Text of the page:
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S. Korea to impose tough inspections of U.S. beef

  • Story Highlights
  • NEW: South Korean PM calls for tough quarantine measures on U.S. beef imports
  • About 9,600 protesters gathered Saturday evening in Seoul, police say
  • Procedures to put the new import agreement into effect set to start Monday
  • World Organization for Animal Health has certified U.S. meat as safe to consume
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SEOUL, South Korea (CNN) -- Strict inspections will be in place when South Korea resumes importation of U.S. beef, following a public outcry over concerns about mad cow disease.

Police use extinguishers on protesters during an anti-U.S. beef rally in Seoul on Sunday.

Police use extinguishers on protesters during an anti-U.S. beef rally in Seoul on Sunday.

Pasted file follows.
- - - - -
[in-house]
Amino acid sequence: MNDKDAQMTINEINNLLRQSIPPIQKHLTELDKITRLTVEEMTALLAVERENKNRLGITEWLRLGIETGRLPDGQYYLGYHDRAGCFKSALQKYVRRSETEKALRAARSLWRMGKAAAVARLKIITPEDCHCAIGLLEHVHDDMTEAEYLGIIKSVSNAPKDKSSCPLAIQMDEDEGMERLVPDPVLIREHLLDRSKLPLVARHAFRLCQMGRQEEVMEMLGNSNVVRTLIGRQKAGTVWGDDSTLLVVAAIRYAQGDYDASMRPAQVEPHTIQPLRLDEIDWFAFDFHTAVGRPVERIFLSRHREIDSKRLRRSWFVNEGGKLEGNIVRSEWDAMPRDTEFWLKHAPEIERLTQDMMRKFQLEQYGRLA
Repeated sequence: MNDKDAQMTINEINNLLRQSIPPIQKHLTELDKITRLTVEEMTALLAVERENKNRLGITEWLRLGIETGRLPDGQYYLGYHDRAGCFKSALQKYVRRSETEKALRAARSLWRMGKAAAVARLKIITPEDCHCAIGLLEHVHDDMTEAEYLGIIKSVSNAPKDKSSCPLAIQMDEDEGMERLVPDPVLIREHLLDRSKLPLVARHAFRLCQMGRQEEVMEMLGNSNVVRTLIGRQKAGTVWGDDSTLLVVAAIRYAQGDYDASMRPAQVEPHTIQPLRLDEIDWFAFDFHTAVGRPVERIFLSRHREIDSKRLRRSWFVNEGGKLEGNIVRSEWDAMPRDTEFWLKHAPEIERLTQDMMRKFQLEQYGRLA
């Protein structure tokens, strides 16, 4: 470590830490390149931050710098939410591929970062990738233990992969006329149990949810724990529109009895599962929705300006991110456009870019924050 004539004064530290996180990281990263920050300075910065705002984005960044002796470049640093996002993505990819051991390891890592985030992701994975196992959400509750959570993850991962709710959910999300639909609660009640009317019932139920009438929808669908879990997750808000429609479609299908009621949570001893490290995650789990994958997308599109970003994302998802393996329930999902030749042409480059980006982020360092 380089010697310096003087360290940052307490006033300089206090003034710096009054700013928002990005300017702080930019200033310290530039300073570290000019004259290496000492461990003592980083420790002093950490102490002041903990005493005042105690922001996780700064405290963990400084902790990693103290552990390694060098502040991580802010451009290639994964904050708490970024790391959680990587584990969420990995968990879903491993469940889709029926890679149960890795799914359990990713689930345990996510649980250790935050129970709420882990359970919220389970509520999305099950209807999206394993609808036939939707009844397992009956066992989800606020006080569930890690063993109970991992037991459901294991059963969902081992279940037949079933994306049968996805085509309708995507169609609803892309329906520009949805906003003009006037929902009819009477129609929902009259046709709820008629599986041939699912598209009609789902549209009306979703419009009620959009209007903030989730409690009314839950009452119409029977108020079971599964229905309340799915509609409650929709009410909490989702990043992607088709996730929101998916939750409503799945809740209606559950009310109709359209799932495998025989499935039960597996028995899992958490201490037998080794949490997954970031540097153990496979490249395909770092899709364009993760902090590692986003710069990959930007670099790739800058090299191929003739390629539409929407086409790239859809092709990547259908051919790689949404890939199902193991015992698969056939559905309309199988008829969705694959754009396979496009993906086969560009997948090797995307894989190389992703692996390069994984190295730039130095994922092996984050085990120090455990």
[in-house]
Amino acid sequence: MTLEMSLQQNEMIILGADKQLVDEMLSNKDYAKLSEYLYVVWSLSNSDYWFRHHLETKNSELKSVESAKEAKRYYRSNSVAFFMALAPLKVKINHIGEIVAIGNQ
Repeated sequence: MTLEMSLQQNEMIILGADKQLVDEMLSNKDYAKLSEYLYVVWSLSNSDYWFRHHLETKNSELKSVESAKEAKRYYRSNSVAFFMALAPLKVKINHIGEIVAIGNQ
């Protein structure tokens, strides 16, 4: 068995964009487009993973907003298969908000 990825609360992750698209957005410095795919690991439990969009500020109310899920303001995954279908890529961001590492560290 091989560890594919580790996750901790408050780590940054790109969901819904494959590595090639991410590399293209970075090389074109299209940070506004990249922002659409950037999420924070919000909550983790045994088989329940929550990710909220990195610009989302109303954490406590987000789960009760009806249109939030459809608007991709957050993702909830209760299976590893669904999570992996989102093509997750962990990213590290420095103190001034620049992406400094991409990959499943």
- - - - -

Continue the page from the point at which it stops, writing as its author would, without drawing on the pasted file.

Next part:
"Please prepare sufficient quarantine inspection measures ahead of imports, fully reflecting the results of the additional talks," Prime Minister Han Seung-soo said at a meeting with agriculture officials, the Yonhap news agency reported.

U.S. beef imports are expected to resume this month.

A revised agreement between Seoul and Washington was confirmed on Saturday after a series of negotiations.

The agreement allows for the resumption of imports of American beef, but not from cattle older than 30 months, including the exclusion of certain parts believed more susceptible to mad cow disease.

"Our trade officials did their best," Han said. "I hope the public concerns will be fully resolved."

The initial deal that would have allowed the import of almost all U.S. beef prompted widespread public protests shortly after it was announced in April, essentially paralyzing the government of President Lee Myung-bak.

Lee replaced seven top aides Friday and plans to reshuffle his cabinet.

The ban on American beef products began five years ago, instituted over a case of mad cow disease in 2003.

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Eating meat products contaminated with the illness has been linked to variant Creutzfeldt-Jakob disease, a rare and fatal malady in humans.

Scientists believe mad cow disease spreads when farmers feed cattle recycled meat and bones from infected animals. The U.S. banned recycled feeds in 1997.

All About South KoreaLee Myung-bak

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